Wednesday, March 16, 2016

The Smelly Green Tent Lesson


A few days ago as I came across an article online talking about the fact that Tori Spelling let her seven year-old daughter dye her hair and her surprise at the backlash she was receiving over the ‘ordeal’. Spelling, the mother of four, said she after talking to her daughter about why she wanted to do it, she decided to let her proceed with both her help and her ‘blessing’.

Afterwards, the little girl said she learned something from doing it—that she never wanted to color her hair again. Spelling said she also learned something—that sometimes it’s better to let your kids have learning experiences such as this in a ‘controlled environment’ (under your supervision); enabling you to oversee the valuable lessons they can learn resulting from their actions.

As I read the article I was reminded of something somewhat similar in our house several years ago involving a smelly green tent. The tent was old and tiny and no matter how much you aired it out, it had that old canvas tent smell to it—something that didn’t seem to bother the kids at all. So every once in a while they hauled it out of the basement and pitched it in the back yard with the intention of spending the night in it.

I knew they wouldn’t follow through on the plan for one reason or another, OR that if they actually did start out in the tent they wouldn’t stay until morning. How did I know? I just did. If you’re a parent you know what I’m talking about.

So what did I do? I let them pitch the tent, load it up with everything they thought they would need for the night, and then said prayers with them…in their beds come bedtime. Well, all except for that one time when they actually started out there knowing the door would be unlocked if (when) they changed their minds.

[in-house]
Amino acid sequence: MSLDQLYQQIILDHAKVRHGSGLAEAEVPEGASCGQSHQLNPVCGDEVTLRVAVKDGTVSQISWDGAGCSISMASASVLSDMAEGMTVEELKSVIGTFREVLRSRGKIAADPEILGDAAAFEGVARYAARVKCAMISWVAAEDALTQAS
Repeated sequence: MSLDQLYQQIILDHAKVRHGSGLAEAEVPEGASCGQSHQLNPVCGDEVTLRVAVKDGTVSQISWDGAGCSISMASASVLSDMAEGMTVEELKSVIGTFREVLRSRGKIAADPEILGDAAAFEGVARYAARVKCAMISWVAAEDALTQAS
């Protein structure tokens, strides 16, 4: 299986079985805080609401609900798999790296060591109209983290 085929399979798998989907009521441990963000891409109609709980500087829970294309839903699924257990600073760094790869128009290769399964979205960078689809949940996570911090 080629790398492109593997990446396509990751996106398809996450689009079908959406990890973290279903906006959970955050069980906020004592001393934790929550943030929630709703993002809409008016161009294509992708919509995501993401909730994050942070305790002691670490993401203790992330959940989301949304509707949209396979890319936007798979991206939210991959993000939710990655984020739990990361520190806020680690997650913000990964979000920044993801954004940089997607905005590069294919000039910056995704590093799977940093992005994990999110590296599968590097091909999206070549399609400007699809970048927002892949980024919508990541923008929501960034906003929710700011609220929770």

Now I realize allowing your little girl to dye her hair is bigger than the whole tent thing and I also realize the possible negative self-image issues the hair dye might conjure up. But here’s the deal: Tori Spelling wasn’t encouraging her daughter to change her looks or implying in any way that a dye job would make her daughter prettier, smarter, a better person, or anything else. She was simply giving her daughter the opportunity to satisfy her curiosity about something with supervision and in a loving, safe environment.

I admit when Emma asked to dye her hair “Ariel Red” at age four, I said no. Not because she asked, but because she asked for “Ariel Red”. I mean, seriously, would you have said yes? I also said no to a few other things, too, because I knew nothing good could come from them. I did, however, say yes to perms, yes to bike ramps, yes to death traps…I mean tree swings, yes to welcoming a mouse into my house, and yes to several other things that would have been easier (and possibly smarter) to say no to. But had I done so, my kids would have been left wondering ‘what if’ and ‘I wonder what it would be like to….”

The morals of the story: 1) You don’t have to be named George to be curious and 2) Teaching your child how to know the difference between a life-lesson and a life-altering mistake is best done when they’re small.



Love,

Momma D

                              Copyright 2016 Darla Noble. No part of this can be used or copied without permission from the author.